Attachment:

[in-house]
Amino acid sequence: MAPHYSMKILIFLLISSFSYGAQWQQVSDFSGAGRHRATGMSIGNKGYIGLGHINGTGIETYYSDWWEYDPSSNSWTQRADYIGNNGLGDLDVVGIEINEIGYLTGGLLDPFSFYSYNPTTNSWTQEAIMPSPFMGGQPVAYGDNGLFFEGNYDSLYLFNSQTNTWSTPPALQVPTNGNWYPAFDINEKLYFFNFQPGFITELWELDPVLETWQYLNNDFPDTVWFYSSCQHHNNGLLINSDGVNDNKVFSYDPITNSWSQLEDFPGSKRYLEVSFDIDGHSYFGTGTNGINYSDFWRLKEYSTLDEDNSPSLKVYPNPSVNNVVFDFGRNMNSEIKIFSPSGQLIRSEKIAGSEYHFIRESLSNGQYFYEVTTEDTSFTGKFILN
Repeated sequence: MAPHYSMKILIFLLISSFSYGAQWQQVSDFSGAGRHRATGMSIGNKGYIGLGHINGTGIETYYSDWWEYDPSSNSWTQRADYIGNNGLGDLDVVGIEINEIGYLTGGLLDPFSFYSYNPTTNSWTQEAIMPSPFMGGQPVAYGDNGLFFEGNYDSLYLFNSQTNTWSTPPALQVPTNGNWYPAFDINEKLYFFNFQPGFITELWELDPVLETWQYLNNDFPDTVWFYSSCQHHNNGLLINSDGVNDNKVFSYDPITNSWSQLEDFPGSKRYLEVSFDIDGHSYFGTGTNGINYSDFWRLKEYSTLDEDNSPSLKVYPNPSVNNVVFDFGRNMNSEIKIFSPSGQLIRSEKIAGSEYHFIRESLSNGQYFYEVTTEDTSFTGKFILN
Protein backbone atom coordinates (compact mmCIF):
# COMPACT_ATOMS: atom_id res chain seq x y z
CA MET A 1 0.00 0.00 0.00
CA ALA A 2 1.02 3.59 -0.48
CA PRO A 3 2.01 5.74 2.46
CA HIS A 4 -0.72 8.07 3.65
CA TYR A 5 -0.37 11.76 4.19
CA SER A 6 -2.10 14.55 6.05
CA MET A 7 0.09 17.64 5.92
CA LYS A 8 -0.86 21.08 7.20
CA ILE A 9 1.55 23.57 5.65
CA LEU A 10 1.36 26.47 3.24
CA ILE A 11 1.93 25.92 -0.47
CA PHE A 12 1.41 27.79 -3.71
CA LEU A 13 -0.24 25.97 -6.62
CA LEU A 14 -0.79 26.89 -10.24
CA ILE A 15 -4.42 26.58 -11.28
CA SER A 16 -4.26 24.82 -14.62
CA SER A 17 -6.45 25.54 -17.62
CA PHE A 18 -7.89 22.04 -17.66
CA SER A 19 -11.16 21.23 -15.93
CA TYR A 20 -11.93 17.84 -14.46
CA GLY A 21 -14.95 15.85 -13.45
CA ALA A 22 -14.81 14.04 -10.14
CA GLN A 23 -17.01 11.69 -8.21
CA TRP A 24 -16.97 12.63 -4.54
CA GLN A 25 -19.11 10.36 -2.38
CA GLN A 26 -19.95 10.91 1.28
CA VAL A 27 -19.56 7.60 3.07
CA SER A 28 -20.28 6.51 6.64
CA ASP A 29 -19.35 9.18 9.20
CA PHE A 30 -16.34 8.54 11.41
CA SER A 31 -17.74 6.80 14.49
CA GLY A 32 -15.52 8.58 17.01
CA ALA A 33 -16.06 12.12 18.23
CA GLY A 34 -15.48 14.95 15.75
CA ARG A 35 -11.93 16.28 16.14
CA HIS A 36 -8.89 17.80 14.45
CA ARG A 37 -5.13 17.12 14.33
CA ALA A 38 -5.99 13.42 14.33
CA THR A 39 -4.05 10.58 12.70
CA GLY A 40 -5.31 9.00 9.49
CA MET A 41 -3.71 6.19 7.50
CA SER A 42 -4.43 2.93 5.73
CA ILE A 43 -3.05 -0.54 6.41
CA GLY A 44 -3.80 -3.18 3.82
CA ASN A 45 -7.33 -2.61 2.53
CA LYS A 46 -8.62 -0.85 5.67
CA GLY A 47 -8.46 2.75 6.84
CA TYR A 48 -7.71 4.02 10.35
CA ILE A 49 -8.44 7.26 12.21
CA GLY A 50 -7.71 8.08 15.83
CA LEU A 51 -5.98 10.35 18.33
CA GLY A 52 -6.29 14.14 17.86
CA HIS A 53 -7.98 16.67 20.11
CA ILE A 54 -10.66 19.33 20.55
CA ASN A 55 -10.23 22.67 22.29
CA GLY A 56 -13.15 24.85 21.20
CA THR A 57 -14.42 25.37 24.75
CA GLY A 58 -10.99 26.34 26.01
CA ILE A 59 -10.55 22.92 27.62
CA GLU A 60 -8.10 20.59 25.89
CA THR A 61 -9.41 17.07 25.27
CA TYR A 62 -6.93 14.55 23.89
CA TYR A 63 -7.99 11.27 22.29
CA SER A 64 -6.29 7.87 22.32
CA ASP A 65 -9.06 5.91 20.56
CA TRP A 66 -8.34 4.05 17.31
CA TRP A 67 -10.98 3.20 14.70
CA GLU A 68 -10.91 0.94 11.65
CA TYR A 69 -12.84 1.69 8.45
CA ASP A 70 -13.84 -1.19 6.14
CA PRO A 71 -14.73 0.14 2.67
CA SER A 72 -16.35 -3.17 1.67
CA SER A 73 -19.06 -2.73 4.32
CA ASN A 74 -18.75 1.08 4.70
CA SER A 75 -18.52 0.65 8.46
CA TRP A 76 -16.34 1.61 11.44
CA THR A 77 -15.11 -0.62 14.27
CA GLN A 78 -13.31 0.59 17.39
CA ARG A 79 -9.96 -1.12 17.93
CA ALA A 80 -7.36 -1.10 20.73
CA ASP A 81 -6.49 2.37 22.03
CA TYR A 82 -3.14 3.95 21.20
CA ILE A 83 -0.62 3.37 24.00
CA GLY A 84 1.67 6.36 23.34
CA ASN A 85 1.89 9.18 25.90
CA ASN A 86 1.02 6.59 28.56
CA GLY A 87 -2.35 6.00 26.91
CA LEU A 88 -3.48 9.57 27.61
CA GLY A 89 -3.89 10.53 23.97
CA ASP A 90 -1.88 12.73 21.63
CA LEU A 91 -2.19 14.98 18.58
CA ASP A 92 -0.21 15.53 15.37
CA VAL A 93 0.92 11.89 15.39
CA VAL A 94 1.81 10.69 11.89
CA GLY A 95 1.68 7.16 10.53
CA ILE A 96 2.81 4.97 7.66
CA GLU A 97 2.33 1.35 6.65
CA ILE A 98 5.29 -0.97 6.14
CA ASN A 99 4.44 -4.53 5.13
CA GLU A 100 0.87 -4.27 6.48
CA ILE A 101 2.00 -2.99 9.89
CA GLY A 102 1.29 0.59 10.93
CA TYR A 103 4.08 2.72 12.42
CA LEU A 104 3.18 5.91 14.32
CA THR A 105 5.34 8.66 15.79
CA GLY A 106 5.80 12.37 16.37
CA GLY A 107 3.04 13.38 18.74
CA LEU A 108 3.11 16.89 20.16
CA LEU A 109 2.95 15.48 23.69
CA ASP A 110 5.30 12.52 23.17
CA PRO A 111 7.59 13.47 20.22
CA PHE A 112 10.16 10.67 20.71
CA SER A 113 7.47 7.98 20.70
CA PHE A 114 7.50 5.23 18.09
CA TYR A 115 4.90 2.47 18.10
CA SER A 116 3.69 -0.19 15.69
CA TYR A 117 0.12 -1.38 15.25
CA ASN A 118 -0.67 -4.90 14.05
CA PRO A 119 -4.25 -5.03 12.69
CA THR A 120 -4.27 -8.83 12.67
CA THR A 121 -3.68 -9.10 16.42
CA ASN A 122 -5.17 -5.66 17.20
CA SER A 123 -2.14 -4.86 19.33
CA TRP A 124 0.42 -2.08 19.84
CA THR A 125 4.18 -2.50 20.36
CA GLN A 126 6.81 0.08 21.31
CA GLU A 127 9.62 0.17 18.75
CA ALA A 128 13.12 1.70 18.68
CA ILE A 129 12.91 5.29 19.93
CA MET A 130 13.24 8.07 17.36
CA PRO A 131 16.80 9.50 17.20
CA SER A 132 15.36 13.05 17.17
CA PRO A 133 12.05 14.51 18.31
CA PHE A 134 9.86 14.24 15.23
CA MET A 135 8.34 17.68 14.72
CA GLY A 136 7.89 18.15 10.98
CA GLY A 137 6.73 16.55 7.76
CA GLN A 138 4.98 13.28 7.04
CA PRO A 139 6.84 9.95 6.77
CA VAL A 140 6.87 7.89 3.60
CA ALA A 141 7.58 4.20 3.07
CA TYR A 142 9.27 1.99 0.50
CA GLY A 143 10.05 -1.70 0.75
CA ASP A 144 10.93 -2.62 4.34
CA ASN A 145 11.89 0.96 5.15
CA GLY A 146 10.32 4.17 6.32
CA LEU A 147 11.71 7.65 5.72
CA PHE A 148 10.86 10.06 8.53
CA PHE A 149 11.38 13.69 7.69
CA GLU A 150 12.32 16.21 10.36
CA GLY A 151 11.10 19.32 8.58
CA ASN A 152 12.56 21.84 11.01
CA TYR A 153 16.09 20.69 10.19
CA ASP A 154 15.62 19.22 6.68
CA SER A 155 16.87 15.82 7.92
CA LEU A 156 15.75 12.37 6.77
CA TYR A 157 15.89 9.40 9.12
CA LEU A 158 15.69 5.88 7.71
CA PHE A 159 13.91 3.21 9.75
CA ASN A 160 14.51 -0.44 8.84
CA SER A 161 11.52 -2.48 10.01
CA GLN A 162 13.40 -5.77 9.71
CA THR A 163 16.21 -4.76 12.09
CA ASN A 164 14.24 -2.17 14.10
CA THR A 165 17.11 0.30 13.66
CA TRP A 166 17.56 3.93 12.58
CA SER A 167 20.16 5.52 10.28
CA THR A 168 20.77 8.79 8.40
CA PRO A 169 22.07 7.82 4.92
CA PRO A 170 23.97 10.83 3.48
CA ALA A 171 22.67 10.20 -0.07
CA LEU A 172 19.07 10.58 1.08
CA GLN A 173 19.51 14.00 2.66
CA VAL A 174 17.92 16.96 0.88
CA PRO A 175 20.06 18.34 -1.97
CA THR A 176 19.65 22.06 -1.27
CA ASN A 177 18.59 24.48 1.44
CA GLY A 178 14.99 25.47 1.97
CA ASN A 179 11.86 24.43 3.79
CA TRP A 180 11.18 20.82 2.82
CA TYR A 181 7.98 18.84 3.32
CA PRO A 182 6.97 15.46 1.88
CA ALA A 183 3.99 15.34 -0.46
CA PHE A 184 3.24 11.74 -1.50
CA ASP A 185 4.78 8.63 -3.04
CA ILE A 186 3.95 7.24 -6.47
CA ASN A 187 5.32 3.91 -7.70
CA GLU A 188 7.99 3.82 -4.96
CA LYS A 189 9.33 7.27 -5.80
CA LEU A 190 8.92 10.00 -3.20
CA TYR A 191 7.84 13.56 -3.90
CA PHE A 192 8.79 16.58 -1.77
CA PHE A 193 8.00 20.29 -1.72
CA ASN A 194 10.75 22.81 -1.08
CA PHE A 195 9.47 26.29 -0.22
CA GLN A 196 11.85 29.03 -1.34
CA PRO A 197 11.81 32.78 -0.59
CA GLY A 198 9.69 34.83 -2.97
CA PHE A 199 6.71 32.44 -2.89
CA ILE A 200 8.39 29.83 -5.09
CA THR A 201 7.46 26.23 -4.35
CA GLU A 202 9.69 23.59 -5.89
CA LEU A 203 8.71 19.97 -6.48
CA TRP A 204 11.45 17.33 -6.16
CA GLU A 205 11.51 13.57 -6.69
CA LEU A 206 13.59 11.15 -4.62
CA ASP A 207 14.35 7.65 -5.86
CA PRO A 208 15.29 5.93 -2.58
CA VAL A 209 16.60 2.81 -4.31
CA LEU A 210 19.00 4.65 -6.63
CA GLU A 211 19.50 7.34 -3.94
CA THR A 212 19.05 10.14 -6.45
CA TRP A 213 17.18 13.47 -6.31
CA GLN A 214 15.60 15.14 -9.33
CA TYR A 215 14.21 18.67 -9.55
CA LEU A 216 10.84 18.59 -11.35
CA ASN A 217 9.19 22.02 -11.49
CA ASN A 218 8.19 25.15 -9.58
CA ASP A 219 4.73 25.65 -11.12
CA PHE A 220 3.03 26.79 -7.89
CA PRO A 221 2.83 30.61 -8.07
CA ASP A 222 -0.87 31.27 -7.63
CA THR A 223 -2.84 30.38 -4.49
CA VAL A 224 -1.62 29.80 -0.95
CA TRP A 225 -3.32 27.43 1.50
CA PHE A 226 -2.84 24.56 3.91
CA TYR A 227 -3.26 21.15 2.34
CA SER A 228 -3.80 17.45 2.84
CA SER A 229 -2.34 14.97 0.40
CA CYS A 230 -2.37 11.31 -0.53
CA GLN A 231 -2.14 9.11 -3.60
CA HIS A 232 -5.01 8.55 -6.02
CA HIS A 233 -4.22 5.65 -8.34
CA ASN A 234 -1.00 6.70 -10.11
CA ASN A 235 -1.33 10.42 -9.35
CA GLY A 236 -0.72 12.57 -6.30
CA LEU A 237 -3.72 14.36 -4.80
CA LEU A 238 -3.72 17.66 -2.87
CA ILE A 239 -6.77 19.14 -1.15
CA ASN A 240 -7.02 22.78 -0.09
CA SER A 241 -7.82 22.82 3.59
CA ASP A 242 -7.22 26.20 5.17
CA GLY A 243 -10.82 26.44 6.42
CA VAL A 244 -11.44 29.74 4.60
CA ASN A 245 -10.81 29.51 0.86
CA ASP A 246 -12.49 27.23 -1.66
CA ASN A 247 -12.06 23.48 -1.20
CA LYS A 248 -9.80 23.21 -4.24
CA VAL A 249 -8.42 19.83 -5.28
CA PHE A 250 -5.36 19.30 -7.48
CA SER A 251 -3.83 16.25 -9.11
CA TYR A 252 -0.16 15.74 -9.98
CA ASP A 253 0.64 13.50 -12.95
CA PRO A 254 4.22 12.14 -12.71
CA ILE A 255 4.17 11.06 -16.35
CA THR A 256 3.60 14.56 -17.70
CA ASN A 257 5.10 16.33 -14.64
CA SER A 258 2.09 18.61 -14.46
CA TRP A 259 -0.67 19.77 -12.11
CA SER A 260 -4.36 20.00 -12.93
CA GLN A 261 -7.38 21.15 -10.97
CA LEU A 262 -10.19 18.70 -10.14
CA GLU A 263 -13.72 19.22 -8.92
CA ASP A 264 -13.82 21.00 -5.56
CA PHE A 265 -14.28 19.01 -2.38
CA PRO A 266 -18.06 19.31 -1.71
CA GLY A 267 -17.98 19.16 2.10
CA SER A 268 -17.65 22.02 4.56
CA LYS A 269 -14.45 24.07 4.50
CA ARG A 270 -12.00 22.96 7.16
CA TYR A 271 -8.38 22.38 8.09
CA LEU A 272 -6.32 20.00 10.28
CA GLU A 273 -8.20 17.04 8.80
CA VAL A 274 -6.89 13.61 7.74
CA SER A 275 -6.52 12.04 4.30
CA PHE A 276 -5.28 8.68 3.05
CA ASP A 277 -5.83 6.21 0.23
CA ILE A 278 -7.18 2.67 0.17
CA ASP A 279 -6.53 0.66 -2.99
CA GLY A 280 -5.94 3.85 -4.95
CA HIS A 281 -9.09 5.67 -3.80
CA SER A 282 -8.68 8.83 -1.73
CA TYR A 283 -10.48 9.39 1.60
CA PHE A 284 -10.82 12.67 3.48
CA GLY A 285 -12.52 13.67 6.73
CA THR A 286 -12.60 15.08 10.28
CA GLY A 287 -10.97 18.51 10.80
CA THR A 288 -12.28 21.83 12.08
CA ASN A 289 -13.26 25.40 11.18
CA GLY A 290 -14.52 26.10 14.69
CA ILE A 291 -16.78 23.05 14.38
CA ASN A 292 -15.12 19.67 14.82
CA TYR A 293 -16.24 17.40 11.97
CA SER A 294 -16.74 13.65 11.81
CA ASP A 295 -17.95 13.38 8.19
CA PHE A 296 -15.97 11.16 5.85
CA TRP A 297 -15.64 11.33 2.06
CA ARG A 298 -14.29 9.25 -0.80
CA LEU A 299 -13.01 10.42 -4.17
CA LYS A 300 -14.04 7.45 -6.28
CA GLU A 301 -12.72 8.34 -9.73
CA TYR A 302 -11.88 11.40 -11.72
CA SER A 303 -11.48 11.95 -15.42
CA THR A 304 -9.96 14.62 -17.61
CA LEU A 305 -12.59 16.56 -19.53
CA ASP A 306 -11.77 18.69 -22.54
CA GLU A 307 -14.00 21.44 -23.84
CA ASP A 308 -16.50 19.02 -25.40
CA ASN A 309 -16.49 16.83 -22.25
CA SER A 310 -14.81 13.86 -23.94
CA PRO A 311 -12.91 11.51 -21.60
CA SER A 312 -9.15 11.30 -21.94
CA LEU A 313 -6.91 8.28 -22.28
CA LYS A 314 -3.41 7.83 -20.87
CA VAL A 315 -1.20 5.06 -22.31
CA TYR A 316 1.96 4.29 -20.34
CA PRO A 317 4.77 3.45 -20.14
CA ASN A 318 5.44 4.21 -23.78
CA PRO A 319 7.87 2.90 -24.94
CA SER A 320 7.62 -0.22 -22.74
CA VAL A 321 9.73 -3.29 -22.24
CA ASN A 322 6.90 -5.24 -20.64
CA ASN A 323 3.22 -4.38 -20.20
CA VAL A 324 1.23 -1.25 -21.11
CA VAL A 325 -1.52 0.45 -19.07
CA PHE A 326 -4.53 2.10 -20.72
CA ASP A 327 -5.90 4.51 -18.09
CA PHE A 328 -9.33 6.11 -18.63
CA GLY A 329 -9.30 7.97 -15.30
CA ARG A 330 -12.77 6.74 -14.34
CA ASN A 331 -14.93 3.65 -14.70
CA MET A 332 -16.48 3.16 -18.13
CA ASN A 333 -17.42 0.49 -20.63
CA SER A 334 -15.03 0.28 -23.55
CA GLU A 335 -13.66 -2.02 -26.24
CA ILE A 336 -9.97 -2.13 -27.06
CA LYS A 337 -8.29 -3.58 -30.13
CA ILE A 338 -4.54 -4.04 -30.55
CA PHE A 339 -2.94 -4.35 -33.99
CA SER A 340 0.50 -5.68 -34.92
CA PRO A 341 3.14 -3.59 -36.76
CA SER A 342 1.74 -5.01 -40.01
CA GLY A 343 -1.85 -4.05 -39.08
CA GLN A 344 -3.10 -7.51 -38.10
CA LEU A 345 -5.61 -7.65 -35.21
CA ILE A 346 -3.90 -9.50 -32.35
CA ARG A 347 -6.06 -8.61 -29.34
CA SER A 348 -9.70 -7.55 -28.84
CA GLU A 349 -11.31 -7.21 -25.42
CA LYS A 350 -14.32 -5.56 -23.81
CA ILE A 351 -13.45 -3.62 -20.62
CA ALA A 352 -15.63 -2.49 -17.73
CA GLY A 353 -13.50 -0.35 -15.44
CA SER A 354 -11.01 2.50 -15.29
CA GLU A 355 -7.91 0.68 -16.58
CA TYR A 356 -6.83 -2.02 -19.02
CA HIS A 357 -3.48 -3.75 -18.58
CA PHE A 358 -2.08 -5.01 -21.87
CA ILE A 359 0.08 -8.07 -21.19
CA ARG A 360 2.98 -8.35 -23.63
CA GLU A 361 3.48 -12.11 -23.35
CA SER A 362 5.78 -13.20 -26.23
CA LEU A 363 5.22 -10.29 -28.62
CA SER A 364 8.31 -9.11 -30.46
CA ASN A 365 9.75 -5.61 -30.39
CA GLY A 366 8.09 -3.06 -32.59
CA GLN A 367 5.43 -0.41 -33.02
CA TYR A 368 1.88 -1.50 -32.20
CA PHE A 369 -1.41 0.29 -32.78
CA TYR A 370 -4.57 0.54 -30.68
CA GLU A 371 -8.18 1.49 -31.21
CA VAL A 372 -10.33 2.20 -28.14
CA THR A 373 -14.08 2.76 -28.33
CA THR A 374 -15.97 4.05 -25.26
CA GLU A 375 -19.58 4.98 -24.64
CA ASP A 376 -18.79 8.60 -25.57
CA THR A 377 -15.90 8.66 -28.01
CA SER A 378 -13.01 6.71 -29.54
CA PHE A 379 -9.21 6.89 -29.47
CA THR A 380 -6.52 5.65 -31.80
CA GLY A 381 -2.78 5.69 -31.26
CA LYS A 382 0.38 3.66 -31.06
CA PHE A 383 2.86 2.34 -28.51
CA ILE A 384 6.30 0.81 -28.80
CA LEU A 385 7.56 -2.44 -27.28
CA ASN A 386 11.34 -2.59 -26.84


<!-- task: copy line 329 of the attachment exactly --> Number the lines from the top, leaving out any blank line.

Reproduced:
CA VAL A 324 1.23 -1.25 -21.11